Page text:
Fr. Brian Muzás, assistant professor and director of the Center for United Nations and Global Governance Studies at the School of Diplomacy and International Relations, published a feature op-ed on Fox News Online. The essay is entitled "The world is fixated North Korea's leader, missiles. So why do we continue to overlook its forlorn people?"
In the op-ed, Fr. Muzás notes that given the horrendous conditions the people of North Korea have been subjected to, "A tool to help these people remains overlooked – a global political commitment called the Responsibility to Protect (R2P)."
Fr. Muzás makes the case for R2P, noting that a number of UN actions over the last decade or so, including military interventions, have been premised on R2P.
Kim Jong Un must understand that he cannot hide behind a cloak of sovereign immunity.
Life in the Democratic People's Republic of Korea (DPRK) is marred by arbitrary detention and torture; rape and forced abortion; denial of the rights to food, free thought, conscience, and freedom of movement; and social and political discrimination in access to housing, jobs, education, and even potential marriage partners.
These evils have not gone unrecognized.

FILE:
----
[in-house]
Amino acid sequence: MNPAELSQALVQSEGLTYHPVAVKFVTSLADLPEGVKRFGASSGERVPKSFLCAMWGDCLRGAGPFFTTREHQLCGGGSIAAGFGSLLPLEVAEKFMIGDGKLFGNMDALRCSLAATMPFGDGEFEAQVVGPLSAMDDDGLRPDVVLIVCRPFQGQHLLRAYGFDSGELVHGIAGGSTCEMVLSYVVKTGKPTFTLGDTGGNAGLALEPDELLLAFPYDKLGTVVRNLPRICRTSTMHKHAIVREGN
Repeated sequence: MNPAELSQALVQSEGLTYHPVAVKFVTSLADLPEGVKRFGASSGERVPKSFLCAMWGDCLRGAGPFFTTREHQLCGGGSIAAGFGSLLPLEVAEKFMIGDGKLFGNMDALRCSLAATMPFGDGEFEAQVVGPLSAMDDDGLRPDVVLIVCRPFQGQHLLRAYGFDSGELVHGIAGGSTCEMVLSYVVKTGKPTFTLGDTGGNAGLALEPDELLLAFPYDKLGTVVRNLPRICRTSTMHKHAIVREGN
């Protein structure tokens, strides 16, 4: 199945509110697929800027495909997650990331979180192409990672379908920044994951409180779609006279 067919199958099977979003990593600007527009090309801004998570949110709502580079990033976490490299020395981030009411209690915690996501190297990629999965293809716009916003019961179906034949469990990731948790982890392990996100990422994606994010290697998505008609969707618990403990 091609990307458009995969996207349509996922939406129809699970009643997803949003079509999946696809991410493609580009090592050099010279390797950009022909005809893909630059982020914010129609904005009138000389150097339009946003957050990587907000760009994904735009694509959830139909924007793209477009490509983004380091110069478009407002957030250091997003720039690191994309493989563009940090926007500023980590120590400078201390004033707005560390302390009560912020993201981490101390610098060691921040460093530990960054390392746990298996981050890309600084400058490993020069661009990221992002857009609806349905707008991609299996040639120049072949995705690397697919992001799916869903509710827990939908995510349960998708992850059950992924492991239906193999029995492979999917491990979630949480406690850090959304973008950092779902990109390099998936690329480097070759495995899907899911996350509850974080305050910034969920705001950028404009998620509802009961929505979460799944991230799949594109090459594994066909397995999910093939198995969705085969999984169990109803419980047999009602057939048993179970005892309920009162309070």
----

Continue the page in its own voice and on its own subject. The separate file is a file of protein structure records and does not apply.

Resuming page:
A UN inquiry determined that these North Korean human rights abuses resembled those of the Nazis. The chairman of that inquiry wrote Kim Jong Un to warn that he could be tried at The Hague for war crimes.
That inquiry was three years ago, yet the problems remain. Sadly, the world has not turned to what has been called "the most important shift in the definition of sovereignty...since the Treaty of Westphalia of 1648" – the emergent norm of R2P.
R2P is no mental exercise. Endorsed by all UN member states at the 2005 World Summit, R2P has become increasingly important.
Fr. Muzás concludes:
Will nations come together to take Responsibility to Protect seriously? Or will nations individualistically decide that the plight of the North Korean people is merely an unfortunate problem not worth addressing? Actions speak louder than words. By this measure, the world remains largely silent – and the North Koreans suffer.
Read the full feature op-ed on Fox News Online, "The world is fixated North Korea's leader, missiles. So why do we continue to overlook its forlorn people?"
Categories: Nation and World